So she's been doing just that. Now apparently they actually have her doing a flu clinic starting at the end of the month where she will actually be dealing with patients again. She's tickled pink about it!
post #5 of 10
I don't know, as you know I work in a nursing home and I see alot of laziness. And I am sorry but when you take care of people you can't afford to be lazy people's lives depend on you. I worked with one nurse who was so lazy when she gave meds she would leave med cups in resident's beds. And that can cause bed sores if say one of the aides doesn't notice them, and something like that could be easily overlooked if say the resident wasn't dry, and then they would cause a mark from the indention of the cup. She would also have to be told to raise a resident's head up before she gave them medicine. I caught her trying to give one resident regular water once and he was on thickened liquids and she had him flat on his back. And I guess the DON was just as lazy because when we told her about this nurse her reaction was well she's dependable and she's a warm body. the DON was too lazy to find good quality workers to take care of the residents.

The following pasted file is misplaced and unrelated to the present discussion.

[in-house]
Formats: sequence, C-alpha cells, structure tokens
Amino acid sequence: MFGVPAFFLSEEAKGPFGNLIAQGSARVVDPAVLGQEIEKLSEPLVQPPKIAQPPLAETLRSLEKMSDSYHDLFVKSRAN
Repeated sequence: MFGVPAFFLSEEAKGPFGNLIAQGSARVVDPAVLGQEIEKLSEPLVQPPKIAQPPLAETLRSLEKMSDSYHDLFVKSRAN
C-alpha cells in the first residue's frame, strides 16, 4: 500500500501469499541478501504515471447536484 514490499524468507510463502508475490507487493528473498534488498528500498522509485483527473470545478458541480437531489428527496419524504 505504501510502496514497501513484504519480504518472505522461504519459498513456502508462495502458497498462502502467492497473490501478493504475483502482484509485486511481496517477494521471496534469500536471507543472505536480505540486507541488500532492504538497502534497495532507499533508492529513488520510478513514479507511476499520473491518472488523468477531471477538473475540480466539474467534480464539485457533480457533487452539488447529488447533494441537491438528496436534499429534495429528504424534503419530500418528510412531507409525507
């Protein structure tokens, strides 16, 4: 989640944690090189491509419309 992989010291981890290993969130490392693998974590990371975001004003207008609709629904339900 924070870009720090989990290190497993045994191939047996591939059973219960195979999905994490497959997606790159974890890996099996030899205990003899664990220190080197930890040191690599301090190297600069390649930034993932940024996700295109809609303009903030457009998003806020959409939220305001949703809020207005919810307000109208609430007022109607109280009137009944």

post #6 of 10
I hate to say this guys, but its not just in the nursing profession.....its seems that people are just too darn lazy and irresponsible to work.....they'd rather sit on their butt and do nothing but draw a check than be a responsible, productive member of society, and I'm not talking about those who can't, either physically or mentally...I'm talking fully healthy, able-bodied people who WON'T grow up and work like adults! When we had the shoe store, I can think of at lest three instances in a 15 year time span that I was involved with hiring/firing, that someone was hired, told a day and time to come in to report for work...and they never showed up. It wasn't hard work. but I know of a couple who didn't show back up the second day, and one who left for lunch and never came back! Of course, there's the one who called me on the Monday night before Thanksgiving (she worked that day)and informed me that she had found a new job and that day had been her last...I'm like, and you couldn't have told me this in advance?
post #7 of 10
Thread Starter